Nansebo Worka | Sidama, Ethiopia

$14.00

Producers: 1200 small holder farmers
Processor: Girma Wondimu
Village: Worka
District: Nansebo
Zone: West Arsi
Region: Oromia
Country: Ethiopia
Elevation: 1800-2000 masl
Screen Size: 14, sorted densimetrically & optically.
Process: Fully washed, dried on raised beds
Variety: Ethiopian Heirloom varieities.
Notes: Raspberry, Peaches, Nectarine
Weight: 250 Grams

Nansebo Worka is a very special treat, it is rare to ever find a coffee that is treated with this much attention and intention. Each coffee that we source at Tanager goes through a very long and detailed quality control process at origin. However, the folks at Dominion Trading and Catalyst found a coffee this harvest period that was a perfect fit for increased attention at the mill that will be immediately apparent in the cup.

Our coffee is grown by approximately 1200 small farmers in or near the Worka Village in the West Arsi Zone of Ethiopia. All of these farmers have Organic certifications, but the work is still being done to collect copies of all their certifications. West Arsi is situated between the lush Bale Zone to the west, the highly recognizable and famous Sidama zone to the east and to the north, you will find Harrar. However, the coffees from West Arsi are all still classified as being from Sidama.

Interestingly, all of the farms in this area are slightly larger than other farms in Ethiopia, rounding out at about 2-3 hectares (5-7 acres). This allows for a fairly diverse crop yield besides just coffee. Most farmers are also growing Onions, Bamboo and Avocado. They also grow Wanza, which is an indigenous tree used for fuel, tools and furniture as well as Teff and Wheat.

Since the farms are small, producers in Ethiopia usually do all of the harvesting as a family instead of hiring outside help. They are paid a high premium if they are willing to only pick ripe coffee cherries, ensuring top quality.

So what makes this coffee so special? When our good friends Michael and Emily along with their colleagues in Ethiopia, first tasted this coffee, they new it was a unique coffee. They decided to take it through a special process above and beyond the already highly rigorous sorting and processing it would go through normally.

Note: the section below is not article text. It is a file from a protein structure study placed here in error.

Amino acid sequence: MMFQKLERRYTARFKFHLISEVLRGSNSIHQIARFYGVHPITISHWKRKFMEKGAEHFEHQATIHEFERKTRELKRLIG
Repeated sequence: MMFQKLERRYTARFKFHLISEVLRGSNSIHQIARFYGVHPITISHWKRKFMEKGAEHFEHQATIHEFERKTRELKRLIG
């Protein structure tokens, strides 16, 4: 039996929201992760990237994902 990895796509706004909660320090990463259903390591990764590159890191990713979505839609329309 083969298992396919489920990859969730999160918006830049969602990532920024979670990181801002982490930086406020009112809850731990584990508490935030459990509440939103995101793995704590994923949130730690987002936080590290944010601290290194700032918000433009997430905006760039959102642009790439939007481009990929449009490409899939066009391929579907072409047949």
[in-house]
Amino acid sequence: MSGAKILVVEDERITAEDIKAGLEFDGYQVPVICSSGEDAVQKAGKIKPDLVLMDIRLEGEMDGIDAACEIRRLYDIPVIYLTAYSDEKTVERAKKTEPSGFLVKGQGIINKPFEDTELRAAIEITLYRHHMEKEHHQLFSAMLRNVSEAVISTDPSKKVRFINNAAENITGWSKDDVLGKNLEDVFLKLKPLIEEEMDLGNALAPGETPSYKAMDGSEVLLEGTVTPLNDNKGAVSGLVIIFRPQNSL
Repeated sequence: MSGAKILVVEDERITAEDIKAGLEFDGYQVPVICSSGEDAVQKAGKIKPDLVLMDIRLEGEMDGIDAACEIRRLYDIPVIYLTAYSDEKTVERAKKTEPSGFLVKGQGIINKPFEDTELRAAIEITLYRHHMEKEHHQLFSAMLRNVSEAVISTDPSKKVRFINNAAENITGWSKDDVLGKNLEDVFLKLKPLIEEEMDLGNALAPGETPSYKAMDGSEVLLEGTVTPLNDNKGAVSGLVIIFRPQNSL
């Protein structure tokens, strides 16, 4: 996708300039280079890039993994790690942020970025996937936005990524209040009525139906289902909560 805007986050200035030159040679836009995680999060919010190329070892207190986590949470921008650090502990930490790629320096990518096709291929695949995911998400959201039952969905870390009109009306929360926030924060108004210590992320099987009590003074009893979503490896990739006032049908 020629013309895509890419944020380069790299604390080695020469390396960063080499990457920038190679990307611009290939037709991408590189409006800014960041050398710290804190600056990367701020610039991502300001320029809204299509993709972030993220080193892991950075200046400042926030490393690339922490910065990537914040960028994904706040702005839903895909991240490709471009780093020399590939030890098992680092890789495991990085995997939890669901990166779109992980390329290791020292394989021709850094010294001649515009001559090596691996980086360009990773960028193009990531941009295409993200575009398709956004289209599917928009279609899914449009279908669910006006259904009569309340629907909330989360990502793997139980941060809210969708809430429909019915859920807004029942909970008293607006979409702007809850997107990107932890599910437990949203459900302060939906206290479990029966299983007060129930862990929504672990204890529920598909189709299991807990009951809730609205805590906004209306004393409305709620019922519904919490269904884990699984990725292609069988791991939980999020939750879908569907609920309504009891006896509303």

The coffee is first pulped, however, they left a little bit of the juicy mucilage on the coffee and then fermented it for a total of 36-72 hours. During fermentation, the coffee is agitated constantly with wooden rakes in washing channels. After washing, the coffee is taken to drying beds where it is carefully monitored to ensure proper drying and moisture content.

At this point, while analyzing this particular lot of coffee, they decided to experiment with sorting coffees by screen size to see if there were noticeable differences in profile. Screen size ranges are often used in the sorting of coffee as a quality control measure, ensuring there is consistency. for instance, a mill may use a range of size 14-17 screens, which sit upon a large mechanical table, shaking and sifting the coffee. For this lot, our partners decided to narrow the scope to individual screen sizes. Our lot was screen size 14. Every coffee seed is nearly identical in size. It is also worth noting, each machine in the process has to be set up and calibrated in order to accommodate each screen size sorting. After going through the screen 14 sorter, also known as a densimetric sorter, the coffee is then taken to an optical sorter. Optical sorters, as the name implies, use a special optical lense to check for size and other defects and then sorts the coffee based on its test. After the coffee is sorted by screen size densimetrically and then optically, it is then put on a conveyor belt where highly trained and well payed sorters take time to look at each coffee seed for one final check. This coffee took a lot of work, every hand that has touched it with care and love along its journey into your cup agrees and believes that it was highly worth it for your enjoyment!

Because of the rigorous and thorough sorting that is needed during this processing and preparation, every worker involved received a bonus of 110 Birr in addition to their normal 35 Birr wage a day.

Along its several screen sizes, you can taste many unique aspects of this coffee. We chose this coffee because the smaller screen 14 size may mean that the coffee is filled with a higher density of flavor and juiciness. We have been tasting this coffee everyday with anticipation! Peach, nectarine and raspberry lemonade saturated each cup. We sincerely hope you are able to enjoy this coffee and are able to reflect on its story that starts so far away in one of the most remote coffee growing regions in the world.

 

***Huge thanks to Emily Mcintyre of Catalyst Coffee & Dominon Traders for the use of her photos from this past harvest.

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